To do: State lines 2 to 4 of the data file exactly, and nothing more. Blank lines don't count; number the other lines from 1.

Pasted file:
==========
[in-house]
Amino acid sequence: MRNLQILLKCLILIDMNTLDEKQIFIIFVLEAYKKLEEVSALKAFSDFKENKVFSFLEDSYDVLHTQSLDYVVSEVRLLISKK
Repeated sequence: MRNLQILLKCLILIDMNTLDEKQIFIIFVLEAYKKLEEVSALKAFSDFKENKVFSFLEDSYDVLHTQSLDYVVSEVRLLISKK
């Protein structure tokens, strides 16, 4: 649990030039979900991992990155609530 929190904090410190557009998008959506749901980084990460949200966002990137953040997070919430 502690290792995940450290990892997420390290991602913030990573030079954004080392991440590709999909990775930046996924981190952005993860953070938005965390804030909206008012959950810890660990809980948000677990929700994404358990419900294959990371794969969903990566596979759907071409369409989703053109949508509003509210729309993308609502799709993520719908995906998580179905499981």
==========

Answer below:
Amino acid sequence: MRNLQILLKCLILIDMNTLDEKQIFIIFVLEAYKKLEEVSALKAFSDFKENKVFSFLEDSYDVLHTQSLDYVVSEVRLLISKK
Repeated sequence: MRNLQILLKCLILIDMNTLDEKQIFIIFVLEAYKKLEEVSALKAFSDFKENKVFSFLEDSYDVLHTQSLDYVVSEVRLLISKK
């Protein structure tokens, strides 16, 4: 649990030039979900991992990155609530 929190904090410190557009998008959506749901980084990460949200966002990137953040997070919430 502690290792995940450290990892997420390290991602913030990573030079954004080392991440590709999909990775930046996924981190952005993860953070938005965390804030909206008012959950810890660990809980948000677990929700994404358990419900294959990371794969969903990566596979759907071409369409989703053109949508509003509210729309993308609502799709993520719908995906998580179905499981």